Friday, November 8, 2019

Theo: Vanilla Bean Marshmallows

November has come and since I've already reviewed what will most likely be my only fall chocolate, it's time to start in on the winter chocolates. I might as well begin early to make sure I get through them all. I've talked about all of Theo's Christmas chocolate bars before, but this year they also have some chocolate-covered marshmallows. I'm thrilled for a couple of reasons. One, they're something new for me to talk about. Two, they're a seasonal and sweet and casual yet also fair trade chocolate product. Three, they're the type of product that you usually have to get from a boutique store--available in a grocery store.

While I'm not big about marshmallows, they're nice sometimes, or as a garnish (I'm not the type of person to get tempted to eat the whole bag). It's also true, though, that there are two types of marshmallows. There are grocery store marshmallows and there are gourmet marshmallows. These are the latter, at least as far as they can be with a shelf life of many months. So that's why I was eager to try Theo's approach to marshmallows even if I'm not necessarily a marshmallow person.

The box is plain and pretty; Theo usually knows to keep things simple. Yet it is still enough that you could give it as a gift if you wanted; it would be a nice addition to a gift basket. I'm all decked out for Thanksgiving right now, so the box had to settle for being photographed with a turkey instead of a Christmas tree. Inside is a bag more plain than the box; it isn't for looks, just for keeping the marshmallows sealed and airtight. So if you do bring these out for a Christmas party, set them out on a pretty plate or in a little bowl first.

They are smaller than I'd expected, which I appreciate. If, like me, you prefer them as a garnish, this works better. And if not, then you can just eat more of them. (There are about fourteen, by the way.) Maybe because they are fairly small, they are quite pretty for plain chocolate-covered somethings. They are pretty to hold, as well. They feel so soft in the hand, soft and nostalgic, like all of those terrible packaged desserts we're fed as children that tasted so good when we were children but not so much now that we're adults.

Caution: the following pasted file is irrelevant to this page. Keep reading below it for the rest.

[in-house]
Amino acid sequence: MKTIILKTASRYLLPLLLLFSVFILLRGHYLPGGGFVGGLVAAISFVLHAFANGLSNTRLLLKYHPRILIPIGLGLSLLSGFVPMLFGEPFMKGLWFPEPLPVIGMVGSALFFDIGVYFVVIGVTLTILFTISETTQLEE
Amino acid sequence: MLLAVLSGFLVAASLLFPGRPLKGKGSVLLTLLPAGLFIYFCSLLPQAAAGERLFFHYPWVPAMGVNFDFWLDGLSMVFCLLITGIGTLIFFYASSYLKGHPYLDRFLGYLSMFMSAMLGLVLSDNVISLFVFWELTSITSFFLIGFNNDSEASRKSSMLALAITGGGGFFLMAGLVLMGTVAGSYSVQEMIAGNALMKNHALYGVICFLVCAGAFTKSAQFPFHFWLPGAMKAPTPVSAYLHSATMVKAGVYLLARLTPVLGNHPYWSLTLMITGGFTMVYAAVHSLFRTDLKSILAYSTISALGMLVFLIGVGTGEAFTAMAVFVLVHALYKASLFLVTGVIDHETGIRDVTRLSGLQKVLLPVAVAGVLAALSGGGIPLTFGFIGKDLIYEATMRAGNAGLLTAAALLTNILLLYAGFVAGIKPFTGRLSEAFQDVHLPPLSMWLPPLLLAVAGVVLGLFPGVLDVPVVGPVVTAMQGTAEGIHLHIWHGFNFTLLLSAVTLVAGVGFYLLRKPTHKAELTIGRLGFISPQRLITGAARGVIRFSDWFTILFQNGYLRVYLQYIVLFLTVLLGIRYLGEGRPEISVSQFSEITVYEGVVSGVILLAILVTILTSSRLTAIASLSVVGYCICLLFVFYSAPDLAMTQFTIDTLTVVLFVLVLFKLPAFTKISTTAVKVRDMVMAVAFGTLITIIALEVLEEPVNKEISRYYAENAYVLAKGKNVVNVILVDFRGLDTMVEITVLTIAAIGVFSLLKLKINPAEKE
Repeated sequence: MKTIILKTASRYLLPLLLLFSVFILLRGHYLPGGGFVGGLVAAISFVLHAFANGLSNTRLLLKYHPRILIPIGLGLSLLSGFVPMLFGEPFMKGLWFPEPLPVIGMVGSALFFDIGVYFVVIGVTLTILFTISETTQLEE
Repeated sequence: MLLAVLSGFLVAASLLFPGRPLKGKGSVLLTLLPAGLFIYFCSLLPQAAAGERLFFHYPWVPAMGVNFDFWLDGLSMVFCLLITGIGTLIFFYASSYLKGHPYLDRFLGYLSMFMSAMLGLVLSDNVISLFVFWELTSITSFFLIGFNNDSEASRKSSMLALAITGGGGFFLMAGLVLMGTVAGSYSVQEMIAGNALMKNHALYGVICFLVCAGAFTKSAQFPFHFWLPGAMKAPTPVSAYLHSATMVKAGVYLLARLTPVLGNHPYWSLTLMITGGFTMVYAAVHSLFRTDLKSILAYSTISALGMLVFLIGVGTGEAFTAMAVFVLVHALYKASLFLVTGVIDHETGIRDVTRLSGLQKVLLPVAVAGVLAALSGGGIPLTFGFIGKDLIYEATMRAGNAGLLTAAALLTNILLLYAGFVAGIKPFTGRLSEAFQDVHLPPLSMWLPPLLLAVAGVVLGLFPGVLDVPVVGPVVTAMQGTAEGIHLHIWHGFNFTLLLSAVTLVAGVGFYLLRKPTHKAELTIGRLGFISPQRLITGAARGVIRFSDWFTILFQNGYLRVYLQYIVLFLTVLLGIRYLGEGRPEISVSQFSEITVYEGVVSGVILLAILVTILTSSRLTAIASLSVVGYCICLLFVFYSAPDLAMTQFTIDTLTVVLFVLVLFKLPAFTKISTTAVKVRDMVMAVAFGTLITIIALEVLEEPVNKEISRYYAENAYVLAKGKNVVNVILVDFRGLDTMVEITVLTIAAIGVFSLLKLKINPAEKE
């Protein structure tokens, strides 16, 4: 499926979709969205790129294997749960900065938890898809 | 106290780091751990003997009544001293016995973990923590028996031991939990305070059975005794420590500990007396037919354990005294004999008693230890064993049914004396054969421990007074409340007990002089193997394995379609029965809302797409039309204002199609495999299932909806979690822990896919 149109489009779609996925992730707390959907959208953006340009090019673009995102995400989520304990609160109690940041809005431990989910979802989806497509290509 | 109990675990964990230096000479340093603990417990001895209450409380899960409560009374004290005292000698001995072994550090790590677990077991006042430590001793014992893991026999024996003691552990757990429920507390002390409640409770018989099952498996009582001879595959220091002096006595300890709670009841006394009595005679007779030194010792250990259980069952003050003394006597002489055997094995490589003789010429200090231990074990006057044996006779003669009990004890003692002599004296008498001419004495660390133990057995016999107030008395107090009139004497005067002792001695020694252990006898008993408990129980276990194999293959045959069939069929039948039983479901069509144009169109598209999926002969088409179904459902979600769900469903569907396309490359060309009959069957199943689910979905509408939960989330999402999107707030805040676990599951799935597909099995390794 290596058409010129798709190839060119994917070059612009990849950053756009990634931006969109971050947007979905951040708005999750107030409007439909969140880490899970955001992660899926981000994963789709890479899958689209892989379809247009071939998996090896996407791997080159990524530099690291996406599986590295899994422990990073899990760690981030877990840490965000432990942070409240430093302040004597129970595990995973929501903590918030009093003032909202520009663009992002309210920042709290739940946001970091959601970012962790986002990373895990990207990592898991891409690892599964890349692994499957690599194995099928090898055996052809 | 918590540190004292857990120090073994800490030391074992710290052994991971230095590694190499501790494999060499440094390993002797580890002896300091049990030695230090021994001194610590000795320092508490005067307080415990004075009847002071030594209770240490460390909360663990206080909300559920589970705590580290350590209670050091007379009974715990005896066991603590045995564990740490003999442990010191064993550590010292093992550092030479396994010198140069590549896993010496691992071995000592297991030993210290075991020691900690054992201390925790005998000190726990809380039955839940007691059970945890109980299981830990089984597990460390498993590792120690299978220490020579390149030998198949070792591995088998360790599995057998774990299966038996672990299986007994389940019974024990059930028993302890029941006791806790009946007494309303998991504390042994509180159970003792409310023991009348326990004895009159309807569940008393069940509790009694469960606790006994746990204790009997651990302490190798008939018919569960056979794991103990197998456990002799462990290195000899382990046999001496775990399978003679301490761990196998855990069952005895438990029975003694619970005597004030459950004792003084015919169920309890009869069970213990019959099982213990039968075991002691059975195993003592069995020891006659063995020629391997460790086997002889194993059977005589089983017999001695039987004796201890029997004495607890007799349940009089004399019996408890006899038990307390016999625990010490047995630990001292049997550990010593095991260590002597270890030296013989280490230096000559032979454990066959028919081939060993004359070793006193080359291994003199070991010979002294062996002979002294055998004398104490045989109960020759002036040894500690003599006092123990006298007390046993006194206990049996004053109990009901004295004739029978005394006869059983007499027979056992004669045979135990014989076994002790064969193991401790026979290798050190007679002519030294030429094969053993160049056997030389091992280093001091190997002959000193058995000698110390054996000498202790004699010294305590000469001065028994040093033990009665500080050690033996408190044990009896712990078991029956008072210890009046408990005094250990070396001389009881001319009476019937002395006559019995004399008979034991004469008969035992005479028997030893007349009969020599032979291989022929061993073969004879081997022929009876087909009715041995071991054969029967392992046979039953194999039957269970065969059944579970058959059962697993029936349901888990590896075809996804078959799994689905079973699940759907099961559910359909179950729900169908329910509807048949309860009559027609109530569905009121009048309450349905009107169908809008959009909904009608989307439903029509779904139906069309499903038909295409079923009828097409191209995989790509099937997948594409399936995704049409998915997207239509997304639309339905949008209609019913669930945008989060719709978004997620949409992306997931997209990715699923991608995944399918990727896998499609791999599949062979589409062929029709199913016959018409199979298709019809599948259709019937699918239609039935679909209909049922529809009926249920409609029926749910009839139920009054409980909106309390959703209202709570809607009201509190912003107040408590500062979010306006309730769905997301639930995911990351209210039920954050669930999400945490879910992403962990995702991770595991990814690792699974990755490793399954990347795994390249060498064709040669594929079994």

Cutting one in half for the picture was a delicate procedure given the softness, as well. And leaning in to smell them brought a rich milk chocolate scent that would be unexpected except that I already knew that this was Theo's 45% cocoa milk chocolate.

Biting in is soft. The chocolate flavor of rich and deep milk chocolate gives way to marshmallow with great flavor and texture. It's the type of marshmallow that you can very much enjoy it even if you're not a marshmallow person. The milk chocolate is darker but the marshmallow is sweet; then you finish off with more milk chocolate, so the flavor experience is well-rounded. It's a sweet confection but it has richness (even vanilla is technically rich, as well). This is what you might call a "grown-up" sweet.

You can eat them on their own, make a dessert with them, attempt to s'mores them, or use them for hot chocolate. (Technically, yes, this is hot cocoa not hot chocolate, but I didn't really grow up hearing hot cocoa, so that just sounds weird to me.) My hot chocolate recipe: heat 3/4 cup milk or non-milk in a saucepan with a teaspoon of cocoa powder and a teaspoon of sugar or honey, add cinnamon or other flavoring if you like, and stir or whisk. I thought that the marshmallows would melt quickly, but the chocolate shell prevents them from doing so. One of the halves that I'd cut did melt in, so I'd recommend cutting these in half or even quarters if you'd like some marshmallow melt. Otherwise they just kind of sit on top looking cute and then sit in the bottom of your cup afterwards looking sad waiting for you to scoop them up with a spoon.

These also come in Cinnamon and in Peppermint; hopefully I will get to reviewing those at some point this season, as well. They're definitely great for winter parties or self-spoiling.

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